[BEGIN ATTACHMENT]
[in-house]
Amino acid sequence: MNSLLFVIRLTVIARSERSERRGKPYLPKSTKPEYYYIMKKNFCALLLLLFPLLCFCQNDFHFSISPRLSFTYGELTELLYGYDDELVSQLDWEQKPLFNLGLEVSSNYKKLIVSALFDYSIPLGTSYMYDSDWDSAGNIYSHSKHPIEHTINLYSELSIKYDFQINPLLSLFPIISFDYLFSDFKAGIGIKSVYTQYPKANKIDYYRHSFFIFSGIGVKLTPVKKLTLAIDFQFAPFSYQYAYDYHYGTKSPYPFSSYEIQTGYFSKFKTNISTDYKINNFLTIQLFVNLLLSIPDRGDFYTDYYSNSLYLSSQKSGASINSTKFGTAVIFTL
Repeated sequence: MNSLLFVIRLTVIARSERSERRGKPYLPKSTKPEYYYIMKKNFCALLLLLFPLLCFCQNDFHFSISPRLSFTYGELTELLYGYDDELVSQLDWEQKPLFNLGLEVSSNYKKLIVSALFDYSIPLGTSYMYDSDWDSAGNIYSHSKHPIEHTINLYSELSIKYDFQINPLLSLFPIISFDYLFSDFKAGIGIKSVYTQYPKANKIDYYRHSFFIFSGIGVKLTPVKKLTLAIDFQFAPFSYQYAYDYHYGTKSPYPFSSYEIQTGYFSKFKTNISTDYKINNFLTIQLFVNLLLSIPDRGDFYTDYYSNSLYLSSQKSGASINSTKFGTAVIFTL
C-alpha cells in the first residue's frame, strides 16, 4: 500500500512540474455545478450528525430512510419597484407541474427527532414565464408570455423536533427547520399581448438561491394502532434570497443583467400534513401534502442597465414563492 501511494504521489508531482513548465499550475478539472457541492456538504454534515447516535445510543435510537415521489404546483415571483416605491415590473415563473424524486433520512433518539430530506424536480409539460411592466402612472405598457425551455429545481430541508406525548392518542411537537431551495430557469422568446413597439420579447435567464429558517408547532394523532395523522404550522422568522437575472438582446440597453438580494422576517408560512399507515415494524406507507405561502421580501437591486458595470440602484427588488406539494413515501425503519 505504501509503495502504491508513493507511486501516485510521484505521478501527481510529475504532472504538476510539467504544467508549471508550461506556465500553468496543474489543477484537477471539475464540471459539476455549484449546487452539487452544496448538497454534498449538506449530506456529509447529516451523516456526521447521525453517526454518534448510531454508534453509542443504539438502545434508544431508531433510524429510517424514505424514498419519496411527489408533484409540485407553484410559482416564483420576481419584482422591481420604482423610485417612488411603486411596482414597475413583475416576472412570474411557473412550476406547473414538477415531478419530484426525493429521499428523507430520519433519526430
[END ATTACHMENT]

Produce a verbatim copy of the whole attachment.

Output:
[in-house]
Amino acid sequence: MNSLLFVIRLTVIARSERSERRGKPYLPKSTKPEYYYIMKKNFCALLLLLFPLLCFCQNDFHFSISPRLSFTYGELTELLYGYDDELVSQLDWEQKPLFNLGLEVSSNYKKLIVSALFDYSIPLGTSYMYDSDWDSAGNIYSHSKHPIEHTINLYSELSIKYDFQINPLLSLFPIISFDYLFSDFKAGIGIKSVYTQYPKANKIDYYRHSFFIFSGIGVKLTPVKKLTLAIDFQFAPFSYQYAYDYHYGTKSPYPFSSYEIQTGYFSKFKTNISTDYKINNFLTIQLFVNLLLSIPDRGDFYTDYYSNSLYLSSQKSGASINSTKFGTAVIFTL
Repeated sequence: MNSLLFVIRLTVIARSERSERRGKPYLPKSTKPEYYYIMKKNFCALLLLLFPLLCFCQNDFHFSISPRLSFTYGELTELLYGYDDELVSQLDWEQKPLFNLGLEVSSNYKKLIVSALFDYSIPLGTSYMYDSDWDSAGNIYSHSKHPIEHTINLYSELSIKYDFQINPLLSLFPIISFDYLFSDFKAGIGIKSVYTQYPKANKIDYYRHSFFIFSGIGVKLTPVKKLTLAIDFQFAPFSYQYAYDYHYGTKSPYPFSSYEIQTGYFSKFKTNISTDYKINNFLTIQLFVNLLLSIPDRGDFYTDYYSNSLYLSSQKSGASINSTKFGTAVIFTL
C-alpha cells in the first residue's frame, strides 16, 4: 500500500512540474455545478450528525430512510419597484407541474427527532414565464408570455423536533427547520399581448438561491394502532434570497443583467400534513401534502442597465414563492 501511494504521489508531482513548465499550475478539472457541492456538504454534515447516535445510543435510537415521489404546483415571483416605491415590473415563473424524486433520512433518539430530506424536480409539460411592466402612472405598457425551455429545481430541508406525548392518542411537537431551495430557469422568446413597439420579447435567464429558517408547532394523532395523522404550522422568522437575472438582446440597453438580494422576517408560512399507515415494524406507507405561502421580501437591486458595470440602484427588488406539494413515501425503519 505504501509503495502504491508513493507511486501516485510521484505521478501527481510529475504532472504538476510539467504544467508549471508550461506556465500553468496543474489543477484537477471539475464540471459539476455549484449546487452539487452544496448538497454534498449538506449530506456529509447529516451523516456526521447521525453517526454518534448510531454508534453509542443504539438502545434508544431508531433510524429510517424514505424514498419519496411527489408533484409540485407553484410559482416564483420576481419584482422591481420604482423610485417612488411603486411596482414597475413583475416576472412570474411557473412550476406547473414538477415531478419530484426525493429521499428523507430520519433519526430